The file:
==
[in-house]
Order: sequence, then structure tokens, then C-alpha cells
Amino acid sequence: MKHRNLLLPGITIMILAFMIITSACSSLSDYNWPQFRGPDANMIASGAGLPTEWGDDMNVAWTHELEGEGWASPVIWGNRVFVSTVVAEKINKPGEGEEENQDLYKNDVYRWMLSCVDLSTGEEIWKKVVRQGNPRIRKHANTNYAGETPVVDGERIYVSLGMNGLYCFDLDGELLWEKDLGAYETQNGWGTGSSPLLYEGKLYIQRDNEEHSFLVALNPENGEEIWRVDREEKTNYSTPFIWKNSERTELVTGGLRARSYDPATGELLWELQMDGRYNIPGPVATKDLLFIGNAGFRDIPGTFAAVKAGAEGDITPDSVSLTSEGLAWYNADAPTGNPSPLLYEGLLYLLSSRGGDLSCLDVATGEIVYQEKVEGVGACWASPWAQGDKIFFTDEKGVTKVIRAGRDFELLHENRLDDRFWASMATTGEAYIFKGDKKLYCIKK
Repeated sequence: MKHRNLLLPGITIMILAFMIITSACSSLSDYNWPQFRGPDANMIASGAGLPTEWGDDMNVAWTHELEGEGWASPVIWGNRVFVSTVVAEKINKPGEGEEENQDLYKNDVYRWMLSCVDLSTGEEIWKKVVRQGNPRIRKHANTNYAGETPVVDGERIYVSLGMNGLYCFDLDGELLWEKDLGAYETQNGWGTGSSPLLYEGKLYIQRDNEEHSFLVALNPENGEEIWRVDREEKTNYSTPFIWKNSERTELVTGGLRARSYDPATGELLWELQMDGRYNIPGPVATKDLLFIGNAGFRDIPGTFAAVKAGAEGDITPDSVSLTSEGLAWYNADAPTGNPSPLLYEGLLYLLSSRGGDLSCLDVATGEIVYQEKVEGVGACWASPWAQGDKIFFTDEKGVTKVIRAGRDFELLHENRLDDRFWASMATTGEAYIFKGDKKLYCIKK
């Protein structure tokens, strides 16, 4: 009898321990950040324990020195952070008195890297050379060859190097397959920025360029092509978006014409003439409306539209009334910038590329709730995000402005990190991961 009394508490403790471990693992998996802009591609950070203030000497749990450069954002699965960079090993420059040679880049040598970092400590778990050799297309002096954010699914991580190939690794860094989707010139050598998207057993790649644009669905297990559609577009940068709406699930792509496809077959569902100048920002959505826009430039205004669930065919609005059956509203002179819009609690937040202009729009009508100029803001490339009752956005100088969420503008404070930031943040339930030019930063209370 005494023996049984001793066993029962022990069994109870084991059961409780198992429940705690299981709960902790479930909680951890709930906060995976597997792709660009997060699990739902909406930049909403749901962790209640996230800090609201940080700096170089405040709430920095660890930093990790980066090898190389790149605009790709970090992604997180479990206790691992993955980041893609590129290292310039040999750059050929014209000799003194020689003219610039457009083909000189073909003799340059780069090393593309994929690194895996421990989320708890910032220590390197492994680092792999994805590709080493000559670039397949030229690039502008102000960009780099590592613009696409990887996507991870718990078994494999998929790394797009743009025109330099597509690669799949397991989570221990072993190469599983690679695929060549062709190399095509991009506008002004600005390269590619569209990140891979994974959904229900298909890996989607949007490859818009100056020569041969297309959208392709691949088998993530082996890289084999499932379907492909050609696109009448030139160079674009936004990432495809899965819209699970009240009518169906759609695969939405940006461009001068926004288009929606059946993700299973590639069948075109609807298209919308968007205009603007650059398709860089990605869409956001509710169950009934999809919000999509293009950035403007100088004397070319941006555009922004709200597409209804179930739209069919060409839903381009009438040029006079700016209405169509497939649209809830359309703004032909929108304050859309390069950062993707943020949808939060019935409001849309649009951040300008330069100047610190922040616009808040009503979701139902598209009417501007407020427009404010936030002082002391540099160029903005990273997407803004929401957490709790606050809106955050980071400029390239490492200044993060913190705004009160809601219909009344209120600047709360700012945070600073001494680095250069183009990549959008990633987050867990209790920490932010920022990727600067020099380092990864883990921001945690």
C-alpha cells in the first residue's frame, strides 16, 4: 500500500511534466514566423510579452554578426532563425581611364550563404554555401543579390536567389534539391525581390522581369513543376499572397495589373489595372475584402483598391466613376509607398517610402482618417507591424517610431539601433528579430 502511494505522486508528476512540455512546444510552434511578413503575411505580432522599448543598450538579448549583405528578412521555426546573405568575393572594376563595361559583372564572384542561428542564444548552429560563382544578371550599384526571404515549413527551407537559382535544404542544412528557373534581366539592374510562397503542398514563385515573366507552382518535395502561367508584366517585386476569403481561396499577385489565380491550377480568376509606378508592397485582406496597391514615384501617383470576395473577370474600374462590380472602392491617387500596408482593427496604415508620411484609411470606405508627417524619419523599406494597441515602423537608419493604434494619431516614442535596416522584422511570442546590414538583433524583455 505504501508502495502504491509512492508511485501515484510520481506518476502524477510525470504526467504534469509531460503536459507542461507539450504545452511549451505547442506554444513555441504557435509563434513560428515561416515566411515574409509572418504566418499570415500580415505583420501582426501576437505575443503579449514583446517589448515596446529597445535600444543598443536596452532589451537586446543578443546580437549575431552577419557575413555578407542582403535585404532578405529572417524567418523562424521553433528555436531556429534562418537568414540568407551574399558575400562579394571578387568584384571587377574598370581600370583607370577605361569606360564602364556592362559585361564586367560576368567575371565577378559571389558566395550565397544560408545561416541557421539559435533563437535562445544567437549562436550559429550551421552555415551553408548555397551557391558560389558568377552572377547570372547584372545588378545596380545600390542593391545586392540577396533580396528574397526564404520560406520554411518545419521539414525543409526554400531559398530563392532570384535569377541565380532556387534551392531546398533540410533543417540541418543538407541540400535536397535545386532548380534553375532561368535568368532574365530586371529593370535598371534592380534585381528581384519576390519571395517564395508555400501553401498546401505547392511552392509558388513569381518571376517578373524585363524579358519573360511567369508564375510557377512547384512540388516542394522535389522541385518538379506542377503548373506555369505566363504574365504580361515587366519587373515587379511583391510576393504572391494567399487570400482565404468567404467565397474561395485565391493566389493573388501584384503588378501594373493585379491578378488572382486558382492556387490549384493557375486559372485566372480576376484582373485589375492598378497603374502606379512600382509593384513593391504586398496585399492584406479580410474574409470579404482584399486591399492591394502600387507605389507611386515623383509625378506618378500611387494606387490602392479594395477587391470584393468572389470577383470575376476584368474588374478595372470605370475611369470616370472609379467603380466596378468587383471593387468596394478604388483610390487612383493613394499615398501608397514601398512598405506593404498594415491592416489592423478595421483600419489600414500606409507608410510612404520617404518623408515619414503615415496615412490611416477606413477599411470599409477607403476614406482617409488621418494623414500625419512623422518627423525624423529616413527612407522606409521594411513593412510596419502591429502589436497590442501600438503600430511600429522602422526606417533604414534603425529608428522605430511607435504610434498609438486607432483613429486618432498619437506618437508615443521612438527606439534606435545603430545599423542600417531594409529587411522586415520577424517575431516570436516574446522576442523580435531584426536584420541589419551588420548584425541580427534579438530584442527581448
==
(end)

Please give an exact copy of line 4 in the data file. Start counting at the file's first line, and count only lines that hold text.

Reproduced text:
Repeated sequence: MKHRNLLLPGITIMILAFMIITSACSSLSDYNWPQFRGPDANMIASGAGLPTEWGDDMNVAWTHELEGEGWASPVIWGNRVFVSTVVAEKINKPGEGEEENQDLYKNDVYRWMLSCVDLSTGEEIWKKVVRQGNPRIRKHANTNYAGETPVVDGERIYVSLGMNGLYCFDLDGELLWEKDLGAYETQNGWGTGSSPLLYEGKLYIQRDNEEHSFLVALNPENGEEIWRVDREEKTNYSTPFIWKNSERTELVTGGLRARSYDPATGELLWELQMDGRYNIPGPVATKDLLFIGNAGFRDIPGTFAAVKAGAEGDITPDSVSLTSEGLAWYNADAPTGNPSPLLYEGLLYLLSSRGGDLSCLDVATGEIVYQEKVEGVGACWASPWAQGDKIFFTDEKGVTKVIRAGRDFELLHENRLDDRFWASMATTGEAYIFKGDKKLYCIKK